Loggia: A loggia is an arcade or gallery with an open roof located along either the side or front of a building and most usually on its upper most level.

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Manipulation of Space: Manipulation of space, in landscape architecture, is the art of organizing different areas of land for specific aesthetic and or functional purposes. Manipulation of space may be needed in instances ranging from designing and constructing a large, urban shopping plaza or a small, backyard living space.

Manor: In medieval western Europe a manor was the district in which a lord held their domain but in landscape architecture the term is now often used to describe any landed estate.

Master Plan: Master plans are the preliminary plans outlining the proposed work to be done on a site. Because many projects are rather involved and therefore time consuming, master plans are subject to change throughout all the various phases.

Multidimensional Drawings: Renderings in 2D and 3D are often used to show various views of a landscape, allowing one to have a more realistic view of the end result. Features such as retaining walls, pools, ponds, and fountains are always easier to visualize if they’re seen in their true three dimensional form.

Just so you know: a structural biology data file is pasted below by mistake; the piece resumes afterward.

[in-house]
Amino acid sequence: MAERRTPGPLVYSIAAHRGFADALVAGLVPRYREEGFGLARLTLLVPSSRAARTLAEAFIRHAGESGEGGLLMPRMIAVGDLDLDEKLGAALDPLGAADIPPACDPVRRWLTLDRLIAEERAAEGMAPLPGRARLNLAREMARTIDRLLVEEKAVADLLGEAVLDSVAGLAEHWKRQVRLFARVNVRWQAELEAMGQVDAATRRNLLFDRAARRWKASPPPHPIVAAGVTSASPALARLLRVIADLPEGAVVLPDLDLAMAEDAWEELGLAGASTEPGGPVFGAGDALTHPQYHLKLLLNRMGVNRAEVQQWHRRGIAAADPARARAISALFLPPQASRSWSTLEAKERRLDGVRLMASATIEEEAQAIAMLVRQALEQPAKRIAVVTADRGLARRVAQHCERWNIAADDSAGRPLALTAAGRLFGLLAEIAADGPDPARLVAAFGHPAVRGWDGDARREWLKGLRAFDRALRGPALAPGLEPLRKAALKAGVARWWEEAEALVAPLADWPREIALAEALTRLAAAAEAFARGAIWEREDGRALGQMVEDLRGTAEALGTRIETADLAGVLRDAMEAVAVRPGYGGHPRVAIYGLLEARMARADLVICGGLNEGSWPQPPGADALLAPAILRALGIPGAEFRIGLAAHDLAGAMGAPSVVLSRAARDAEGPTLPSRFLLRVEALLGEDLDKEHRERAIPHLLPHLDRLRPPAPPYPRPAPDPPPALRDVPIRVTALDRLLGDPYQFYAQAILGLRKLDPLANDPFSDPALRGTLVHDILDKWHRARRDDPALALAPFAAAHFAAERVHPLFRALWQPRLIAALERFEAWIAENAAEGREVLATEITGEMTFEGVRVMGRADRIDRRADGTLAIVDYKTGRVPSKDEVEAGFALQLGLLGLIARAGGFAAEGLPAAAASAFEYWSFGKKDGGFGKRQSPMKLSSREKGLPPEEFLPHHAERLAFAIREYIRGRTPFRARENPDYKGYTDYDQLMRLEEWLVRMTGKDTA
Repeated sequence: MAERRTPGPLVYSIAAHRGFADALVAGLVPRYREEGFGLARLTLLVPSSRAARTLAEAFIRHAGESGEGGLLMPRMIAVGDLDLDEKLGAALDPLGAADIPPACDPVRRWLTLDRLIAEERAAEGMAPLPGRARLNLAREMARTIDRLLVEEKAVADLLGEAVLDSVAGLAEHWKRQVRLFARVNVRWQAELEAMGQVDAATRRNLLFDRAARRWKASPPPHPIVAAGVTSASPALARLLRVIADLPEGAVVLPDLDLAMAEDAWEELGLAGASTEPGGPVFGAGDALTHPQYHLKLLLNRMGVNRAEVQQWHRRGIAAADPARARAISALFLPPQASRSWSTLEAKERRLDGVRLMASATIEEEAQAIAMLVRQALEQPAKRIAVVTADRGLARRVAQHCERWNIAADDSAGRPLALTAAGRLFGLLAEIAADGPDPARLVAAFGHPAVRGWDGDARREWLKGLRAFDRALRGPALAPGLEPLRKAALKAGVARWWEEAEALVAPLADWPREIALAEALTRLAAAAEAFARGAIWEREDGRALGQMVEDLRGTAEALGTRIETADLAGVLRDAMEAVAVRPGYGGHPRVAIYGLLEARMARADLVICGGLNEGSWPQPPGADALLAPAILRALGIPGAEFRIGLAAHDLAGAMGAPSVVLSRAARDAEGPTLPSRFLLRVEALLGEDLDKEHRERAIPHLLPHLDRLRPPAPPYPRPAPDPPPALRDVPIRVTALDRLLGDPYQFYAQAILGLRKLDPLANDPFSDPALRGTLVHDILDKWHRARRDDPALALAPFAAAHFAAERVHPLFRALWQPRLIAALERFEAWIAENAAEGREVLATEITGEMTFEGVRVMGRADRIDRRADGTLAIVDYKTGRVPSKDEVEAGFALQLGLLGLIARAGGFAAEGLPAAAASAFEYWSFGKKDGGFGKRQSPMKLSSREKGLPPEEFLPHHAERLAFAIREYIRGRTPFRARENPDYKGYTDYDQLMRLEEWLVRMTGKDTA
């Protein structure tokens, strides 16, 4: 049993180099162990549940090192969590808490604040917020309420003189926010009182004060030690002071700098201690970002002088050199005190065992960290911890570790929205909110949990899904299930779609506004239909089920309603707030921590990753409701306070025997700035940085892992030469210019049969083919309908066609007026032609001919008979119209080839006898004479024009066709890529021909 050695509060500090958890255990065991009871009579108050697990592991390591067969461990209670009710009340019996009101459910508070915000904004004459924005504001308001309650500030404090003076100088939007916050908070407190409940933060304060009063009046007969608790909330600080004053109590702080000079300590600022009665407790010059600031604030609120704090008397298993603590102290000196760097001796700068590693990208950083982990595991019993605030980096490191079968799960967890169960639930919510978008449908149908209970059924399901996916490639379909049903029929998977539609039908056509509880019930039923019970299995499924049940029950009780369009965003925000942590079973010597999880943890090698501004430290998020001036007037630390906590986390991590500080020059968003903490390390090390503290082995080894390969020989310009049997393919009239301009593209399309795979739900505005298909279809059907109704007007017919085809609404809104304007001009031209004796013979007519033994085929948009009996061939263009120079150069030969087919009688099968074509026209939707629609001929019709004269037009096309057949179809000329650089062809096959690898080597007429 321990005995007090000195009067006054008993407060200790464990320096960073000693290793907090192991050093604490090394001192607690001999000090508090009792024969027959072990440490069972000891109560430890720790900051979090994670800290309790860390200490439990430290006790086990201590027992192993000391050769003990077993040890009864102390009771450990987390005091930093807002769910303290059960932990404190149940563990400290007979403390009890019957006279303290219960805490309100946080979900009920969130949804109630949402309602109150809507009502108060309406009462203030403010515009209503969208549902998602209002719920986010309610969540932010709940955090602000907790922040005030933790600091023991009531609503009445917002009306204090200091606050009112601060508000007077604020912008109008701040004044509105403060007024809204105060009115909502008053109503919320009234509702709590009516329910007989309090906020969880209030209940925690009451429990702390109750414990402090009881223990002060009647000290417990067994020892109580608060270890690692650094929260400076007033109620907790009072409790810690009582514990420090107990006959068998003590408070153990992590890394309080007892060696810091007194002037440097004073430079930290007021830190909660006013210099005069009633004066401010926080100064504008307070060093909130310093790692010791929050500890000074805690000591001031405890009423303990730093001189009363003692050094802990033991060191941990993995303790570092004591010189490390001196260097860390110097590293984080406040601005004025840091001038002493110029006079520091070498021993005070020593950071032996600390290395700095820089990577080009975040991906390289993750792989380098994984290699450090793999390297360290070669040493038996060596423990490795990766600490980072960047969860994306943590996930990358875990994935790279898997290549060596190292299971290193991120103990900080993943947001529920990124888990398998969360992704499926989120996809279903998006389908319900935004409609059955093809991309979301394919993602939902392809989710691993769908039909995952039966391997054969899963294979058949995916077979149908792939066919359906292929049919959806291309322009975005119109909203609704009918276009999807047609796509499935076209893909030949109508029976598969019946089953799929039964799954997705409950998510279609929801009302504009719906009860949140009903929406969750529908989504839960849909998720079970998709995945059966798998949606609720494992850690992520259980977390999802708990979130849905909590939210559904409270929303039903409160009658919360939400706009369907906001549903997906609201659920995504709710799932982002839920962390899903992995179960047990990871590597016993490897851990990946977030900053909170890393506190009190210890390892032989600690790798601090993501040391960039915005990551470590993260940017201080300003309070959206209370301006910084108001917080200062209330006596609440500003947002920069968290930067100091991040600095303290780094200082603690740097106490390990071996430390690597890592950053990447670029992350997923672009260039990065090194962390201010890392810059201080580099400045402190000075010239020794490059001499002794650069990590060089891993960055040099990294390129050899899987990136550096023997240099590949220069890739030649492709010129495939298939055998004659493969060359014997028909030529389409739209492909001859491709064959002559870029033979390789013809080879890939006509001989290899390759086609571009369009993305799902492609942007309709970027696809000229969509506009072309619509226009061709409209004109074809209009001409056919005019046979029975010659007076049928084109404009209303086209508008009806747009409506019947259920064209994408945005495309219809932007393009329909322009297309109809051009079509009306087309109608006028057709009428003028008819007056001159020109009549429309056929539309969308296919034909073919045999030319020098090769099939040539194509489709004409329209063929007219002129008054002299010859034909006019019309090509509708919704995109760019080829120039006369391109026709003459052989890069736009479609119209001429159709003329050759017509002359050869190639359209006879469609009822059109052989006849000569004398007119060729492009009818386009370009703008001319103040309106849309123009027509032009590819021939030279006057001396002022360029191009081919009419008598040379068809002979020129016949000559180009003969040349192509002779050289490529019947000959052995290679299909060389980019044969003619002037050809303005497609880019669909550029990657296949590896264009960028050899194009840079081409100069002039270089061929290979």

Multiple Use: Multiple use is the harmonious use of a section of land for more than one single purpose. Multiple use doesn’t necessarily indicate that the merging of two or more uses will yield the best or highest economic return. An example of multiple use would be the combination of a residential and commercial development both on the same site.

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National Park: A national park is a large, public area usually very scenic, forested and regulated and operated by the U.S. federal government.